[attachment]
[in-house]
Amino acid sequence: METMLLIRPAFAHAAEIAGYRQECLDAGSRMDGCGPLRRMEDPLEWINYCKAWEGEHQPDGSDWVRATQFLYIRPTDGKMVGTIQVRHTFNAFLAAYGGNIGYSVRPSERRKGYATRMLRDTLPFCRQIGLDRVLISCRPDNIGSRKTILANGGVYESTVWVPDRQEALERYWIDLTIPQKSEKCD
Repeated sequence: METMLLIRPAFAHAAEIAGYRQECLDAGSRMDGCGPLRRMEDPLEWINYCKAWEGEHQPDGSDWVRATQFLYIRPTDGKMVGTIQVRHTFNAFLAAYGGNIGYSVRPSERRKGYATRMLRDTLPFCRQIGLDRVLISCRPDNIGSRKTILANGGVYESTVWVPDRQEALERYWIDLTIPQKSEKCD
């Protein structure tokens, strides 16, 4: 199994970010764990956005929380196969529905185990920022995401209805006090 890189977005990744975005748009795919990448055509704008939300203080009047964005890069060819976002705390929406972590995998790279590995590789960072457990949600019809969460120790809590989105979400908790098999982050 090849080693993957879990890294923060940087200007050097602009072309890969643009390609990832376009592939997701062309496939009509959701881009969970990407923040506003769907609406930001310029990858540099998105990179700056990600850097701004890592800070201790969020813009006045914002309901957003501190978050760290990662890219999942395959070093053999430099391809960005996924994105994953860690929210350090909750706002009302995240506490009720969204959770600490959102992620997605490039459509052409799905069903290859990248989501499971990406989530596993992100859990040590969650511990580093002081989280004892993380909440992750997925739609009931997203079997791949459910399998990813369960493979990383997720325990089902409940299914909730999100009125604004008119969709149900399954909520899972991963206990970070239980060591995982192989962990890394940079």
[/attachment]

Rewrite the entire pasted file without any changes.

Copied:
[in-house]
Amino acid sequence: METMLLIRPAFAHAAEIAGYRQECLDAGSRMDGCGPLRRMEDPLEWINYCKAWEGEHQPDGSDWVRATQFLYIRPTDGKMVGTIQVRHTFNAFLAAYGGNIGYSVRPSERRKGYATRMLRDTLPFCRQIGLDRVLISCRPDNIGSRKTILANGGVYESTVWVPDRQEALERYWIDLTIPQKSEKCD
Repeated sequence: METMLLIRPAFAHAAEIAGYRQECLDAGSRMDGCGPLRRMEDPLEWINYCKAWEGEHQPDGSDWVRATQFLYIRPTDGKMVGTIQVRHTFNAFLAAYGGNIGYSVRPSERRKGYATRMLRDTLPFCRQIGLDRVLISCRPDNIGSRKTILANGGVYESTVWVPDRQEALERYWIDLTIPQKSEKCD
């Protein structure tokens, strides 16, 4: 199994970010764990956005929380196969529905185990920022995401209805006090 890189977005990744975005748009795919990448055509704008939300203080009047964005890069060819976002705390929406972590995998790279590995590789960072457990949600019809969460120790809590989105979400908790098999982050 090849080693993957879990890294923060940087200007050097602009072309890969643009390609990832376009592939997701062309496939009509959701881009969970990407923040506003769907609406930001310029990858540099998105990179700056990600850097701004890592800070201790969020813009006045914002309901957003501190978050760290990662890219999942395959070093053999430099391809960005996924994105994953860690929210350090909750706002009302995240506490009720969204959770600490959102992620997605490039459509052409799905069903290859990248989501499971990406989530596993992100859990040590969650511990580093002081989280004892993380909440992750997925739609009931997203079997791949459910399998990813369960493979990383997720325990089902409940299914909730999100009125604004008119969709149900399954909520899972991963206990970070239980060591995982192989962990890394940079």